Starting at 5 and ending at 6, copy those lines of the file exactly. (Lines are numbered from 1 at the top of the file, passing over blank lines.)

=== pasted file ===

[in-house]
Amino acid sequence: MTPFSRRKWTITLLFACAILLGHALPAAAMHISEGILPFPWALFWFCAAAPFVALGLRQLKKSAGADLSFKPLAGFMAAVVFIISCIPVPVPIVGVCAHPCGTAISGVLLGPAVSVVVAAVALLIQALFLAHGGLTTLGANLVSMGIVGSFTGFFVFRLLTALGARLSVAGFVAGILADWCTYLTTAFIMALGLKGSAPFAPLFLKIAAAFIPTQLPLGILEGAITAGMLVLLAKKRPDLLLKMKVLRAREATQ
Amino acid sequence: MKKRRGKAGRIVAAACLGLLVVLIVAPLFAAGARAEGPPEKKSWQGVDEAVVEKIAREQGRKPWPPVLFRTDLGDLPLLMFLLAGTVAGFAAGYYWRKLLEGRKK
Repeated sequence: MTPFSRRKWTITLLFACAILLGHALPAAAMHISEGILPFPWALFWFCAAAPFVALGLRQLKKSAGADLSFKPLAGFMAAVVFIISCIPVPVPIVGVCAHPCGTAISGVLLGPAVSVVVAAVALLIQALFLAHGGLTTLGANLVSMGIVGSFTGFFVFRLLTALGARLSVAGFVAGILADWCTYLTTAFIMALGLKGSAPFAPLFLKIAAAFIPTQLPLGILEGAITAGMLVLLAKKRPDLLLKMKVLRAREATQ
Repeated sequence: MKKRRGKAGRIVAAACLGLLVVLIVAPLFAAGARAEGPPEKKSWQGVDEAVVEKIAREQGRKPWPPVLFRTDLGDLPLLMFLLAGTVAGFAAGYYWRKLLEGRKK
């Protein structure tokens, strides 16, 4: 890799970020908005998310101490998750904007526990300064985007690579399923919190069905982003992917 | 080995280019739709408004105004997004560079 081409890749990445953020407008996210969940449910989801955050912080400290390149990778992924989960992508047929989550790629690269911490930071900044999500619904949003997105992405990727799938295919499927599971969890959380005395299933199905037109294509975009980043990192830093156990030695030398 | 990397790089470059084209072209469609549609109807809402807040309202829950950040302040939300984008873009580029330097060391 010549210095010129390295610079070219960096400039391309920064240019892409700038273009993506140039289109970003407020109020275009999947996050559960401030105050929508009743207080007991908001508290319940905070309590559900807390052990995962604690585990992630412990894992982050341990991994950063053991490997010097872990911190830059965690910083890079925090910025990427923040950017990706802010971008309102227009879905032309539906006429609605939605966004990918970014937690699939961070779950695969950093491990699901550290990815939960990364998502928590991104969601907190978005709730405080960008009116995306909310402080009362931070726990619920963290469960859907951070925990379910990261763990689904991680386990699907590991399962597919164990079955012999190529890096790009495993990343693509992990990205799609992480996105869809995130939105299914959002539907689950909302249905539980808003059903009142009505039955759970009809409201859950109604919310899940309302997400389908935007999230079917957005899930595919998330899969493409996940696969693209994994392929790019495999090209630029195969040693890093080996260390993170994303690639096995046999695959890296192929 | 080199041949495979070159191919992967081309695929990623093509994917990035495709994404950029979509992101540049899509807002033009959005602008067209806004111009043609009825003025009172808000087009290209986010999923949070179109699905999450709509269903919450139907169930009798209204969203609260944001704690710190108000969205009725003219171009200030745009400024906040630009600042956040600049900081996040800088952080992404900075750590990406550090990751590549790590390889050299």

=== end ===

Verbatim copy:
Repeated sequence: MKKRRGKAGRIVAAACLGLLVVLIVAPLFAAGARAEGPPEKKSWQGVDEAVVEKIAREQGRKPWPPVLFRTDLGDLPLLMFLLAGTVAGFAAGYYWRKLLEGRKK
């Protein structure tokens, strides 16, 4: 890799970020908005998310101490998750904007526990300064985007690579399923919190069905982003992917 | 080995280019739709408004105004997004560079 081409890749990445953020407008996210969940449910989801955050912080400290390149990778992924989960992508047929989550790629690269911490930071900044999500619904949003997105992405990727799938295919499927599971969890959380005395299933199905037109294509975009980043990192830093156990030695030398 | 990397790089470059084209072209469609549609109807809402807040309202829950950040302040939300984008873009580029330097060391 010549210095010129390295610079070219960096400039391309920064240019892409700038273009993506140039289109970003407020109020275009999947996050559960401030105050929508009743207080007991908001508290319940905070309590559900807390052990995962604690585990992630412990894992982050341990991994950063053991490997010097872990911190830059965690910083890079925090910025990427923040950017990706802010971008309102227009879905032309539906006429609605939605966004990918970014937690699939961070779950695969950093491990699901550290990815939960990364998502928590991104969601907190978005709730405080960008009116995306909310402080009362931070726990619920963290469960859907951070925990379910990261763990689904991680386990699907590991399962597919164990079955012999190529890096790009495993990343693509992990990205799609992480996105869809995130939105299914959002539907689950909302249905539980808003059903009142009505039955759970009809409201859950109604919310899940309302997400389908935007999230079917957005899930595919998330899969493409996940696969693209994994392929790019495999090209630029195969040693890093080996260390993170994303690639096995046999695959890296192929 | 080199041949495979070159191919992967081309695929990623093509994917990035495709994404950029979509992101540049899509807002033009959005602008067209806004111009043609009825003025009172808000087009290209986010999923949070179109699905999450709509269903919450139907169930009798209204969203609260944001704690710190108000969205009725003219171009200030745009400024906040630009600042956040600049900081996040800088952080992404900075750590990406550090990751590549790590390889050299």